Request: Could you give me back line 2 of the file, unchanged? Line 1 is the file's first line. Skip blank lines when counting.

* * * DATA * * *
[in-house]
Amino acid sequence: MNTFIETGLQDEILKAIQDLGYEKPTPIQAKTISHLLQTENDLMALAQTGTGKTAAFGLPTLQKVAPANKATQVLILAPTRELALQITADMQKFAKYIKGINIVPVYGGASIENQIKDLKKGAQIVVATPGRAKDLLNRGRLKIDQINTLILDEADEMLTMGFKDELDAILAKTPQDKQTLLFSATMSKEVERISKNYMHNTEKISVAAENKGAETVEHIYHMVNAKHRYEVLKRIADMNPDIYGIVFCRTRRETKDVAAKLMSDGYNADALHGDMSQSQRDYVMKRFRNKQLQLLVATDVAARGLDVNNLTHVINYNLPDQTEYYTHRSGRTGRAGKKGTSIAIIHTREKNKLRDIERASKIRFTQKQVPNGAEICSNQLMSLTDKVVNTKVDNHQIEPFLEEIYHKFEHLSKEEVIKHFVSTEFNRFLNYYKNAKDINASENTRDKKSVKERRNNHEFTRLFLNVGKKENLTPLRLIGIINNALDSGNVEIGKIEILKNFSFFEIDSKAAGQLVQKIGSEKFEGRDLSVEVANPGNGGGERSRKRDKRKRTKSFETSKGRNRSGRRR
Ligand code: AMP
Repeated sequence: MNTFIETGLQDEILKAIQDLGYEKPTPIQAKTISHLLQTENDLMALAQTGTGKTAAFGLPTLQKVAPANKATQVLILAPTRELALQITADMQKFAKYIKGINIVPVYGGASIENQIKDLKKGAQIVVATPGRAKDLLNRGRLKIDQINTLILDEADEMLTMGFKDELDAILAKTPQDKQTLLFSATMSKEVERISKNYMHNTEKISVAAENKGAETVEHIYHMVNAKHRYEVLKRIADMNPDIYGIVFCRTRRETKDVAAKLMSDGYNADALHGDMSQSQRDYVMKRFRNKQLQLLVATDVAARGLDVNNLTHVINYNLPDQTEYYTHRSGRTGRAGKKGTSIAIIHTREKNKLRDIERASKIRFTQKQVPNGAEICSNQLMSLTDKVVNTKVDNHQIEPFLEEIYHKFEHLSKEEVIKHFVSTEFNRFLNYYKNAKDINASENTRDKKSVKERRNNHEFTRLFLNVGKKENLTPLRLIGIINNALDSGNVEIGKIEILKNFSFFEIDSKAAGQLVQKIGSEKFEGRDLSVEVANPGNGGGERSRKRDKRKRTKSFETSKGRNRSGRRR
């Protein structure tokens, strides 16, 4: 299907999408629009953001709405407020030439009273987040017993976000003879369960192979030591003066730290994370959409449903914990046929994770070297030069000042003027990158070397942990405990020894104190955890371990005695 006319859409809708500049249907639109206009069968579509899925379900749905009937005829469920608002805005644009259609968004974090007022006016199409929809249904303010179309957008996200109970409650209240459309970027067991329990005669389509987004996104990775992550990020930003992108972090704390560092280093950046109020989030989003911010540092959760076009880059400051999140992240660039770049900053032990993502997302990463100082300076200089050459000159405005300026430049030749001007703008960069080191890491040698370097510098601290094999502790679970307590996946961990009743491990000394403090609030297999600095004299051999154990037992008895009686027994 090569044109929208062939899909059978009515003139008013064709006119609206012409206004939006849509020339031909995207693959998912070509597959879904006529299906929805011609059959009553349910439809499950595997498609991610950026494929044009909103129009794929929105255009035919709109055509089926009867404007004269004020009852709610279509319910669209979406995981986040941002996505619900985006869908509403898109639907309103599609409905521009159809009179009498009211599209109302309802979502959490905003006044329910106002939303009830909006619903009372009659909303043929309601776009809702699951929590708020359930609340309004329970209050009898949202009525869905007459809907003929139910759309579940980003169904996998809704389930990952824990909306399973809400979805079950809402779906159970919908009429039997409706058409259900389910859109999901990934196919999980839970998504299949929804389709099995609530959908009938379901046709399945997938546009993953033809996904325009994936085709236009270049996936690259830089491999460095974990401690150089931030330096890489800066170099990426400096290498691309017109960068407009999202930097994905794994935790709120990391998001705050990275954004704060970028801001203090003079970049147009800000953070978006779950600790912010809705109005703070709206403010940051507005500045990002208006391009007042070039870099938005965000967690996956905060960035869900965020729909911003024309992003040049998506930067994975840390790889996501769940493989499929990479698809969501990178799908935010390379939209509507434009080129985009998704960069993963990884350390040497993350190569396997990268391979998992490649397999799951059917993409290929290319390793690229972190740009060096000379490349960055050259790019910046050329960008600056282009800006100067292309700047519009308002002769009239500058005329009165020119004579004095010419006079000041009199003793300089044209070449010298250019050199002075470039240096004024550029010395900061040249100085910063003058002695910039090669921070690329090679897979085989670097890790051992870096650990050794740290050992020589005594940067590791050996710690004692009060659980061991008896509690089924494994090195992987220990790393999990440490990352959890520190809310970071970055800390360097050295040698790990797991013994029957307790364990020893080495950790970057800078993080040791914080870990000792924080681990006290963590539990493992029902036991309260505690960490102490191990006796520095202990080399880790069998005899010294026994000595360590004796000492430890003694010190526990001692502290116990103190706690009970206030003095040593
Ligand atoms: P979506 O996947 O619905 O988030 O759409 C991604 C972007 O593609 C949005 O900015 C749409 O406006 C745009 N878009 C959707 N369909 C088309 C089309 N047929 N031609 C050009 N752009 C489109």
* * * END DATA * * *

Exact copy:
Amino acid sequence: MNTFIETGLQDEILKAIQDLGYEKPTPIQAKTISHLLQTENDLMALAQTGTGKTAAFGLPTLQKVAPANKATQVLILAPTRELALQITADMQKFAKYIKGINIVPVYGGASIENQIKDLKKGAQIVVATPGRAKDLLNRGRLKIDQINTLILDEADEMLTMGFKDELDAILAKTPQDKQTLLFSATMSKEVERISKNYMHNTEKISVAAENKGAETVEHIYHMVNAKHRYEVLKRIADMNPDIYGIVFCRTRRETKDVAAKLMSDGYNADALHGDMSQSQRDYVMKRFRNKQLQLLVATDVAARGLDVNNLTHVINYNLPDQTEYYTHRSGRTGRAGKKGTSIAIIHTREKNKLRDIERASKIRFTQKQVPNGAEICSNQLMSLTDKVVNTKVDNHQIEPFLEEIYHKFEHLSKEEVIKHFVSTEFNRFLNYYKNAKDINASENTRDKKSVKERRNNHEFTRLFLNVGKKENLTPLRLIGIINNALDSGNVEIGKIEILKNFSFFEIDSKAAGQLVQKIGSEKFEGRDLSVEVANPGNGGGERSRKRDKRKRTKSFETSKGRNRSGRRR